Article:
As we unfortunately know, women in STEM (science, technology, engineering and mathematics) are very underrepresented. As someone who’s been considered a role model in that area, I consider what we can do to facilitate engagement of young women in the sciences. What’s important to me is increasing the retention of women in STEM. We actually get a lot of women in STEM subjects; in marine science, but when you look at who’s published in scientific journals and who the professors are, you’ll see we still have a massive disparity. We don’t have the mechanisms to ensure that women stay in STEM. That’s something I’ve been trying to champion and echo. I was invited by the United Nations President of the General Assembly to give a presentation about my experiences as a woman in STEM. There, I was able to communicate in front of so many Heads of State about my positive experiences as a woman in this field– and also the negative– and related it back to coral reef research and highlight the value of the marine ecosystems in all parts of society. I go back to the UN in September for the Climate Summit– so timely! 

MB: You were chosen as an Associate Laureate of the ROLEX Awards for Enterprise. What are your next steps?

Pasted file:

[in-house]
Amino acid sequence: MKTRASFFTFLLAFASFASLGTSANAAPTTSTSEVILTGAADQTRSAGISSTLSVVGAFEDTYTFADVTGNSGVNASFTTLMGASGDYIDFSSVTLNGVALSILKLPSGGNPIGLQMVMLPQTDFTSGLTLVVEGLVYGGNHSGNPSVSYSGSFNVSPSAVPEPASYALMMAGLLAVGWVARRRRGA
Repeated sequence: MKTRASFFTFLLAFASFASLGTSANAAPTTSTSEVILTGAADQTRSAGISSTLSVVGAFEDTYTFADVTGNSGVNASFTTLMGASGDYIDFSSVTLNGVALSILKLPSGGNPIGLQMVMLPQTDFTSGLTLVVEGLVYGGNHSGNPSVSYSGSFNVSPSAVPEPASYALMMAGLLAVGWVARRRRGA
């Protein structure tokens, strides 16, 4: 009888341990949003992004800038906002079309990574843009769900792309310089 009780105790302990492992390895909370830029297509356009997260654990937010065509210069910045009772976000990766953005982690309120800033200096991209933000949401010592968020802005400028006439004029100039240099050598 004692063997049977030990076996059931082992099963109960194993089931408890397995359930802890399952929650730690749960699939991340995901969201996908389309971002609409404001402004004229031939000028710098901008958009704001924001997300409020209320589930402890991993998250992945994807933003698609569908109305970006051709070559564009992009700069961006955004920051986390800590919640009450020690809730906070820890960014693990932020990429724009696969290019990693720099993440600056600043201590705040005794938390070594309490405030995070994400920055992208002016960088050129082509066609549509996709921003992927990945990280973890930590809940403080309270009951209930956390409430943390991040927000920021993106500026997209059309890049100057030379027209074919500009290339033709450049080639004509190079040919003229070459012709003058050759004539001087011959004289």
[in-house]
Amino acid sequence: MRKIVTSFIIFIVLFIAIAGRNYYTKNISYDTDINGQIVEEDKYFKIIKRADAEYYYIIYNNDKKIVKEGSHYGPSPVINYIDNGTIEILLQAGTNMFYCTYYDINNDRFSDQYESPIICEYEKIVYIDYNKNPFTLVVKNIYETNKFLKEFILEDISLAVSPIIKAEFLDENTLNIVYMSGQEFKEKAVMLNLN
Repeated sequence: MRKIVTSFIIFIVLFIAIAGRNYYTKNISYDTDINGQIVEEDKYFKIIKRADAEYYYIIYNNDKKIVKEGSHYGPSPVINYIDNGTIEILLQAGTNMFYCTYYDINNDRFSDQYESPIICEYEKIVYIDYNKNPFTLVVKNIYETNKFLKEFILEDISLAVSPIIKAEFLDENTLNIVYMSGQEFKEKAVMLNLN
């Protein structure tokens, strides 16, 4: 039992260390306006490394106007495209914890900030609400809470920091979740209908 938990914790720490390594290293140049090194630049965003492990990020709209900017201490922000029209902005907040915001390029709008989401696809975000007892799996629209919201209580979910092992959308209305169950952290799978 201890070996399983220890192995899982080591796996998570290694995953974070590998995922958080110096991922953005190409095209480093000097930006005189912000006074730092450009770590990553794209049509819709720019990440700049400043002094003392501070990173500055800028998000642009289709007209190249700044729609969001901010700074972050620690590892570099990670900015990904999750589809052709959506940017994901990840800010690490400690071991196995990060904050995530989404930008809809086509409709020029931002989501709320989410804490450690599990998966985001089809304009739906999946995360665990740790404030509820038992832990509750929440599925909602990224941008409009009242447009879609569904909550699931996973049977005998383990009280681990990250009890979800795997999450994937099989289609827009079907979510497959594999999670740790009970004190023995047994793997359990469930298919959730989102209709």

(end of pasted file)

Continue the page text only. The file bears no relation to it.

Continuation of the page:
EC: It’s such a huge honor to be included in the ROLEX family. Some of the funding I will receive will be to organize an expedition to the northern part of the Great Barrier Reef with support from National Geographic to identify some of these hotspots of resilience. The aim is to set up transportation to actually move some of these resilient corals from the mangroves to the reefs and back from the reefs to the mangroves to start to understand the capacity for corals to adapt, and to understand their tolerance for when they’re moved out of their environment. We have an ongoing project which involves engaging other reef stakeholders in coral custodianships. We’ll be setting up some coral nurseries to engage all sectors.


The first-multi species coral nursery on the Great Barrier Reef that Emma set up with her colleague A/Prof. Suggett and John Edmondson of Wavelength Reef Charters


Dr. Camp describes in her ROLEX Awards for Enterprise finalist video, “I’m motivated to try and ensure that [corals] persist into the future, and that I’ve done everything possible to inspire others to conserve this amazing ecosystem.”